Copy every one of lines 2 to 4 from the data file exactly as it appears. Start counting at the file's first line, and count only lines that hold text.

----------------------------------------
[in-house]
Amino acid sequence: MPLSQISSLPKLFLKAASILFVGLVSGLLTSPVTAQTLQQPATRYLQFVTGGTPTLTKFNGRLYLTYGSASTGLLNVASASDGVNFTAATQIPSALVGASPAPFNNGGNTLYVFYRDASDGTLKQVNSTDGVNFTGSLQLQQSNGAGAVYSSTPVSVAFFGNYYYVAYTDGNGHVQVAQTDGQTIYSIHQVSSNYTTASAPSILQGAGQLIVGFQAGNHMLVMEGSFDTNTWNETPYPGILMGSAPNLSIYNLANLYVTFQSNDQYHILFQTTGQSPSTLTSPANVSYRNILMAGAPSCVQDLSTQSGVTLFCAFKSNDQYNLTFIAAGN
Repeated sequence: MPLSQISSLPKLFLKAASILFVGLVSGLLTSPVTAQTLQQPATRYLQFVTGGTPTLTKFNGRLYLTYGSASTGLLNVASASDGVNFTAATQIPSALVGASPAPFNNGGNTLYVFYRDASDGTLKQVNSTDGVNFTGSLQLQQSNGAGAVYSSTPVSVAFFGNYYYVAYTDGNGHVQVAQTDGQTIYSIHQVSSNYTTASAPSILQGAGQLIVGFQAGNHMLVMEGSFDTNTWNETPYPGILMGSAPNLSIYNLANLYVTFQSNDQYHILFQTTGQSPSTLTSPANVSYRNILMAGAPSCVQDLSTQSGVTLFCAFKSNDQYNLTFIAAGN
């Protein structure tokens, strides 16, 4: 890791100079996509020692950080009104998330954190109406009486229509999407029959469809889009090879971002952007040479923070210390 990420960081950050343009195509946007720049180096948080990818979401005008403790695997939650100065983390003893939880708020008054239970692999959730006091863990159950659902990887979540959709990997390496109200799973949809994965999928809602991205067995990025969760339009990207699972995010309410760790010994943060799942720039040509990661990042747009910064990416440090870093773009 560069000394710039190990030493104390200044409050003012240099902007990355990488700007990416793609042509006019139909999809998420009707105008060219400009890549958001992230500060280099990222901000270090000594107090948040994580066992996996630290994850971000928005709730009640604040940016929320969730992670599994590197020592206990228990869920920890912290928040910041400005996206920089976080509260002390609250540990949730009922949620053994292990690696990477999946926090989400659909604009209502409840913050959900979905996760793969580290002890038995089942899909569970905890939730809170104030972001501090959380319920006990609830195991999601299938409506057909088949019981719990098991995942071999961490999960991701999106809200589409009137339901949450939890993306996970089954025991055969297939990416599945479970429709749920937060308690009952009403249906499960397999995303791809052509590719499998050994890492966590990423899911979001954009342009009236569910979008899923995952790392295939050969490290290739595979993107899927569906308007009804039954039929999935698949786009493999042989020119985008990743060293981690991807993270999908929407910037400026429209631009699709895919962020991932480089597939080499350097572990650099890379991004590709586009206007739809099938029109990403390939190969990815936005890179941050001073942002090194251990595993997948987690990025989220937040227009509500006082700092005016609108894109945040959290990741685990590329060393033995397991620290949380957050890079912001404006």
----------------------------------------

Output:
Amino acid sequence: MPLSQISSLPKLFLKAASILFVGLVSGLLTSPVTAQTLQQPATRYLQFVTGGTPTLTKFNGRLYLTYGSASTGLLNVASASDGVNFTAATQIPSALVGASPAPFNNGGNTLYVFYRDASDGTLKQVNSTDGVNFTGSLQLQQSNGAGAVYSSTPVSVAFFGNYYYVAYTDGNGHVQVAQTDGQTIYSIHQVSSNYTTASAPSILQGAGQLIVGFQAGNHMLVMEGSFDTNTWNETPYPGILMGSAPNLSIYNLANLYVTFQSNDQYHILFQTTGQSPSTLTSPANVSYRNILMAGAPSCVQDLSTQSGVTLFCAFKSNDQYNLTFIAAGN
Repeated sequence: MPLSQISSLPKLFLKAASILFVGLVSGLLTSPVTAQTLQQPATRYLQFVTGGTPTLTKFNGRLYLTYGSASTGLLNVASASDGVNFTAATQIPSALVGASPAPFNNGGNTLYVFYRDASDGTLKQVNSTDGVNFTGSLQLQQSNGAGAVYSSTPVSVAFFGNYYYVAYTDGNGHVQVAQTDGQTIYSIHQVSSNYTTASAPSILQGAGQLIVGFQAGNHMLVMEGSFDTNTWNETPYPGILMGSAPNLSIYNLANLYVTFQSNDQYHILFQTTGQSPSTLTSPANVSYRNILMAGAPSCVQDLSTQSGVTLFCAFKSNDQYNLTFIAAGN
């Protein structure tokens, strides 16, 4: 890791100079996509020692950080009104998330954190109406009486229509999407029959469809889009090879971002952007040479923070210390 990420960081950050343009195509946007720049180096948080990818979401005008403790695997939650100065983390003893939880708020008054239970692999959730006091863990159950659902990887979540959709990997390496109200799973949809994965999928809602991205067995990025969760339009990207699972995010309410760790010994943060799942720039040509990661990042747009910064990416440090870093773009 560069000394710039190990030493104390200044409050003012240099902007990355990488700007990416793609042509006019139909999809998420009707105008060219400009890549958001992230500060280099990222901000270090000594107090948040994580066992996996630290994850971000928005709730009640604040940016929320969730992670599994590197020592206990228990869920920890912290928040910041400005996206920089976080509260002390609250540990949730009922949620053994292990690696990477999946926090989400659909604009209502409840913050959900979905996760793969580290002890038995089942899909569970905890939730809170104030972001501090959380319920006990609830195991999601299938409506057909088949019981719990098991995942071999961490999960991701999106809200589409009137339901949450939890993306996970089954025991055969297939990416599945479970429709749920937060308690009952009403249906499960397999995303791809052509590719499998050994890492966590990423899911979001954009342009009236569910979008899923995952790392295939050969490290290739595979993107899927569906308007009804039954039929999935698949786009493999042989020119985008990743060293981690991807993270999908929407910037400026429209631009699709895919962020991932480089597939080499350097572990650099890379991004590709586009206007739809099938029109990403390939190969990815936005890179941050001073942002090194251990595993997948987690990025989220937040227009509500006082700092005016609108894109945040959290990741685990590329060393033995397991620290949380957050890079912001404006």